Advantages of Integrated Pest Management (IPM)
There are many advantages in using the IPM pest management approach:
Maintaining a Balanced Ecosystem: Ecosystems are comprised of living and non-living components that are intricately linked as effects of one species within the system may affect other species (positively or negatively) due to the reliance at different trophic levels. Ideally, and in many cases this is true, functional redundancy is present within a system, and organisms can adapt as the ecosystem evolves and species composition changes at different trophic levels. Using chemical controls can reduce pests, but may also reduce species of organisms that reduce pest species themselves within the ecosystem. By using and IPM approach, we aid in maintaining ecosystem stability while controlling pest problems.
Examples of some preventative IPM techniques:
- Cultural Controls (i.e., changes that disturb the natural environment of the pest)
- Structural Modifications
- Biological Controls (i.e., beneficial organisms)
- Physical Barriers
- Use of Pheromones (i.e., natural insect scents)
- Pest-Resistant Varieties
Monitoring is another important component of the IPM strategy. Monitoring involves:
- Regular checks of the area
- Early detection and documentation of pests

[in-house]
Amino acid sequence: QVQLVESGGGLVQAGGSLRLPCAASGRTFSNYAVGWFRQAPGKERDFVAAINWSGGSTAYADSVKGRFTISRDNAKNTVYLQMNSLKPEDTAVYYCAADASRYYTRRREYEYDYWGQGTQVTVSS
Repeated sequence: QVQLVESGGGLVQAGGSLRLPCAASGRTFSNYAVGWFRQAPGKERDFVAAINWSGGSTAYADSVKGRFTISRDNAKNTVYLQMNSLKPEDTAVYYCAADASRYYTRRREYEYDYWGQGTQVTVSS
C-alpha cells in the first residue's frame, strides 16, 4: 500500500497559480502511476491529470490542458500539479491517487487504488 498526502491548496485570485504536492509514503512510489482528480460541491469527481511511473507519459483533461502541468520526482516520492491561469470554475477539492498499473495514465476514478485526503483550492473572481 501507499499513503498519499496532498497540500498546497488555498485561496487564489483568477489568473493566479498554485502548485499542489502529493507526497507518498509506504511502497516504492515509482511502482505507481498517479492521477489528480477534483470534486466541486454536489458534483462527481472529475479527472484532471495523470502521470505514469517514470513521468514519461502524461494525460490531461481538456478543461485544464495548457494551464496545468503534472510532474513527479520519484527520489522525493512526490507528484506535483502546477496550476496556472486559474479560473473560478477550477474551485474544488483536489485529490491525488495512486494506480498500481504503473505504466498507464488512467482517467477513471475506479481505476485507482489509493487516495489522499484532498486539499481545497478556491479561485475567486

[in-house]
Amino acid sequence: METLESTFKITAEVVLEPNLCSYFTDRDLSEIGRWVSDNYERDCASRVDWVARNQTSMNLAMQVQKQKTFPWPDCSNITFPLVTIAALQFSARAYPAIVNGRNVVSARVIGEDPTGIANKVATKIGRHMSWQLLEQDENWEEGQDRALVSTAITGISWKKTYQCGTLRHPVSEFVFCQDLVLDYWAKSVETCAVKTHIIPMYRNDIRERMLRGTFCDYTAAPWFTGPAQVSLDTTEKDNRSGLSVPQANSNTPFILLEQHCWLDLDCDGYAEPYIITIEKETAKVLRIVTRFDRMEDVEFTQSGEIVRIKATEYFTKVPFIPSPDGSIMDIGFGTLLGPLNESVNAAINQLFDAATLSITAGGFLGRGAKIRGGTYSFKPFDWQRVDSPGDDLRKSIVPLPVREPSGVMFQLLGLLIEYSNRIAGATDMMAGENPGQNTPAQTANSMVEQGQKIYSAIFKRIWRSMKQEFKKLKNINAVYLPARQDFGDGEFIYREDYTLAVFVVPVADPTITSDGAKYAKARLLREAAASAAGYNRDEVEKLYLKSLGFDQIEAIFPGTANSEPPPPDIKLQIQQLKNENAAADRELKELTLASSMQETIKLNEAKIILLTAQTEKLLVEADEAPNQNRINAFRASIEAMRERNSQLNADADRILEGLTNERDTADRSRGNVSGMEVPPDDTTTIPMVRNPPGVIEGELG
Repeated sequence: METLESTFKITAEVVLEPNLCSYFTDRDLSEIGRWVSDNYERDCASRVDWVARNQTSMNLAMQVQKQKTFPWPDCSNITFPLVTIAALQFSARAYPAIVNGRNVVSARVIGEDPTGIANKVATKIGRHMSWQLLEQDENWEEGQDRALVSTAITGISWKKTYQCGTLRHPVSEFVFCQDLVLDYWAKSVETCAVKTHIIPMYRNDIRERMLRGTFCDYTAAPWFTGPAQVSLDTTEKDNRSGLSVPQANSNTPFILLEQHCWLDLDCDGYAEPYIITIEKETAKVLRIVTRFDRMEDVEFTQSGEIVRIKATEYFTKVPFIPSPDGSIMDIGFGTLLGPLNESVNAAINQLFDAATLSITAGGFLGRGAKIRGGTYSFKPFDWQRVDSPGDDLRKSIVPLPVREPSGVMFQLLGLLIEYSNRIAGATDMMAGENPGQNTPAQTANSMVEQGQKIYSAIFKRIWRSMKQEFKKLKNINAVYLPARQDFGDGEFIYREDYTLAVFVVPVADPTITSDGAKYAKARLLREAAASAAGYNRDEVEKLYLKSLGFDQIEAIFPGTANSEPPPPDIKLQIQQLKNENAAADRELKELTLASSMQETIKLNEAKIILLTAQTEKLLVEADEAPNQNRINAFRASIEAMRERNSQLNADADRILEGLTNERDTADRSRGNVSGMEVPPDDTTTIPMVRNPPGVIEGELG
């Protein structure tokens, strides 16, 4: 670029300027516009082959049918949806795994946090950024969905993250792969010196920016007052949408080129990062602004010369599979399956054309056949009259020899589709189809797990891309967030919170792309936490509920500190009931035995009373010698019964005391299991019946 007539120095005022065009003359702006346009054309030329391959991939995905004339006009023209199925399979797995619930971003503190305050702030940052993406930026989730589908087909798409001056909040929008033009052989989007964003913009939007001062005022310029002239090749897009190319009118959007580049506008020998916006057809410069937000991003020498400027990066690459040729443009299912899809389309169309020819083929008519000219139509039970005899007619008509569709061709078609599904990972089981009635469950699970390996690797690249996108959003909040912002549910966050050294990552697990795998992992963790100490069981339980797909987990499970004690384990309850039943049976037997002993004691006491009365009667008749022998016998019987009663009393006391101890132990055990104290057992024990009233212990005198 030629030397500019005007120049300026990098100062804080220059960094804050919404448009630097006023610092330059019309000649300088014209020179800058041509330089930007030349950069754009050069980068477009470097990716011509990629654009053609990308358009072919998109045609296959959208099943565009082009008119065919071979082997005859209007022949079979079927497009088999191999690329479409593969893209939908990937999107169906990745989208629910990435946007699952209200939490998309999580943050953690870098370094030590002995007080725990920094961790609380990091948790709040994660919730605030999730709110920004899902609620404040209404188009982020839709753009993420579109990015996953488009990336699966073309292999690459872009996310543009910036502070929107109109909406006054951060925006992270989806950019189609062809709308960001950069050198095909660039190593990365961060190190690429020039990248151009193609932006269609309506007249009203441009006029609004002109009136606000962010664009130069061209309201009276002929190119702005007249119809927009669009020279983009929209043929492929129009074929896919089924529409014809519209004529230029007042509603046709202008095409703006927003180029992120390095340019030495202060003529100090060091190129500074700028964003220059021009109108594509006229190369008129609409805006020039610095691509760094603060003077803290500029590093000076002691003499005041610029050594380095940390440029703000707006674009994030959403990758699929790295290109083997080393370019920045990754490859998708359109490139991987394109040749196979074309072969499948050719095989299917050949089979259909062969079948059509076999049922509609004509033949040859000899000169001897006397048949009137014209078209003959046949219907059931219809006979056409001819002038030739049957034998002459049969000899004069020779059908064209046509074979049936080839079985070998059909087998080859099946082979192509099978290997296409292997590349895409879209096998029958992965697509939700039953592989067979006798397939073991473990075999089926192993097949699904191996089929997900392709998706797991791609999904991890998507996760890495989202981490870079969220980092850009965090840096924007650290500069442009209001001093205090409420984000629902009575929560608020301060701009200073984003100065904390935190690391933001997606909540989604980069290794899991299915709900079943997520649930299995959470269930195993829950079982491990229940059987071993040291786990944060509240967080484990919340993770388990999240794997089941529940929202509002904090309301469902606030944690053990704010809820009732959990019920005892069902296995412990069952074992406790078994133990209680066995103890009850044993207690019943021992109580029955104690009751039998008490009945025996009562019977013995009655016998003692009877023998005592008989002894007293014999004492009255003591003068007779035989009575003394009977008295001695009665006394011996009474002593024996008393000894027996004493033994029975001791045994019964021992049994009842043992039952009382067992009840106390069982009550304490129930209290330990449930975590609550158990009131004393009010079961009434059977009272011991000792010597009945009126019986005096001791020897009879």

- Proper identification of pests
- Identification of the effects of biological control agents
Assessment is the process of determining the potential for pest populations to reach an economic threshold (i.e., depletes the value of the crop below an established bottom line) or an intolerable level. Keep records from previous years so you can refer back to them. Watching the weather patterns and historical data will give you a good idea when and if a pest problem may occur.
One also needs to determine the action needed in order to address the pest problem. If pests reach an economic threshold (farmers) or intolerable levels (homeowners) action must be taken. When no other strategy will bring the pest population under a tolerance threshold, then the use of chemical pesticides is probably justified - if applied properly (i.e., according to label standards). At this point, use of sccosoastalpestcides.org decision-making toolbox will be an important component of the final measures taken in order to neutralize a pest problem. Use of the data portal will also be a critical component in final decisions as it will increase the accuracy of impact assessments of a pesticides based on geographical characteristics as well as the physical and chemical properties of the pesticide. You have now taken the necessary steps to assess you pest problem and the different possible solutions. When your making your final decision for application, consider upcoming storm events, wind speed, and where you are in relation to water and what floodplain zone you are in (data portal). Also, make sure to use appropriate PPE and application rates and methods listed on the label. These tools will ultimate lead you to the appropriate pesticide for your pest situation.
The IPM material covered above, and more detailed information on IPM can be accessed at:
- National Pesticide Information Center
- eXtension Educational Partnership
- The Environmental Protection Agency
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